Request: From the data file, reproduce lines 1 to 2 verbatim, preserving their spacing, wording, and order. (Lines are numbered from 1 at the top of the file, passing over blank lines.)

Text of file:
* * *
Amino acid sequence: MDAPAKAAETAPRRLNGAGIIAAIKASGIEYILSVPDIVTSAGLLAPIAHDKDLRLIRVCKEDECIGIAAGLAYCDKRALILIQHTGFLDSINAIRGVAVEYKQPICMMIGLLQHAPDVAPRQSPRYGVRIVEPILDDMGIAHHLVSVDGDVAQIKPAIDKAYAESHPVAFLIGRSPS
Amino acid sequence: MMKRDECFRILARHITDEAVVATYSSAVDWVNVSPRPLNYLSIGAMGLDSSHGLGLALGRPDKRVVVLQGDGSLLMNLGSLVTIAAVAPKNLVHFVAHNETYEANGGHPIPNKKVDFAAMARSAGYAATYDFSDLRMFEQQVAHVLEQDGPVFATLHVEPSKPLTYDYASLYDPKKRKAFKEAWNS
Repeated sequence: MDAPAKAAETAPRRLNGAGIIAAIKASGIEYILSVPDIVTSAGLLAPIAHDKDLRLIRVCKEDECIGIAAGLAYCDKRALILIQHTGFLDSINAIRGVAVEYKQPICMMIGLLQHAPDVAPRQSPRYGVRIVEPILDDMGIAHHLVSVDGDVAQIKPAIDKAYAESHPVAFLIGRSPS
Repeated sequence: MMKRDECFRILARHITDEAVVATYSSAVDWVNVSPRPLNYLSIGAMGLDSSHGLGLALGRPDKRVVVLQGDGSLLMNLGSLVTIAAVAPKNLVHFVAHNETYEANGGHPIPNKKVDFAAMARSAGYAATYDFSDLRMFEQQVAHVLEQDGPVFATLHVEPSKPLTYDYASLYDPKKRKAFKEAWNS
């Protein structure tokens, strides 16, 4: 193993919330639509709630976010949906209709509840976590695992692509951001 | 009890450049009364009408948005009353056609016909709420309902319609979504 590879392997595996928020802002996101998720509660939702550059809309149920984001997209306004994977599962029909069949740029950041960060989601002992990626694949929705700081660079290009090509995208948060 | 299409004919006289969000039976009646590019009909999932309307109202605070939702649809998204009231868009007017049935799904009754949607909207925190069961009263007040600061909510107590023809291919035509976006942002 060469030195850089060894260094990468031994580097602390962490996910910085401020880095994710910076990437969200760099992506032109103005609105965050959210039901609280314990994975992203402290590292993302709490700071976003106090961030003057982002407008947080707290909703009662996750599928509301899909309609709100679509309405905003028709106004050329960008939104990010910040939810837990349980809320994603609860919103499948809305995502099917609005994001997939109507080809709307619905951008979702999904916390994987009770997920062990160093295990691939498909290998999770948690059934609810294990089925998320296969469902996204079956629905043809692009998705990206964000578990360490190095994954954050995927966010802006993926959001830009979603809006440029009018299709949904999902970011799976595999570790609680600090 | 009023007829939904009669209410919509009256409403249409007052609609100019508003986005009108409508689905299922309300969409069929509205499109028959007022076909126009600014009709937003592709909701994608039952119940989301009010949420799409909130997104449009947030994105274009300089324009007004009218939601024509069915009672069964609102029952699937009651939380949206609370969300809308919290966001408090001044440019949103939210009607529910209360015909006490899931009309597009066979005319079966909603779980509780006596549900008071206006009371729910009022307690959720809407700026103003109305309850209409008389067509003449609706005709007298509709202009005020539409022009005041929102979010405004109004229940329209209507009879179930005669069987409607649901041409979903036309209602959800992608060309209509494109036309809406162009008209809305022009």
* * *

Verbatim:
Amino acid sequence: MDAPAKAAETAPRRLNGAGIIAAIKASGIEYILSVPDIVTSAGLLAPIAHDKDLRLIRVCKEDECIGIAAGLAYCDKRALILIQHTGFLDSINAIRGVAVEYKQPICMMIGLLQHAPDVAPRQSPRYGVRIVEPILDDMGIAHHLVSVDGDVAQIKPAIDKAYAESHPVAFLIGRSPS
Amino acid sequence: MMKRDECFRILARHITDEAVVATYSSAVDWVNVSPRPLNYLSIGAMGLDSSHGLGLALGRPDKRVVVLQGDGSLLMNLGSLVTIAAVAPKNLVHFVAHNETYEANGGHPIPNKKVDFAAMARSAGYAATYDFSDLRMFEQQVAHVLEQDGPVFATLHVEPSKPLTYDYASLYDPKKRKAFKEAWNS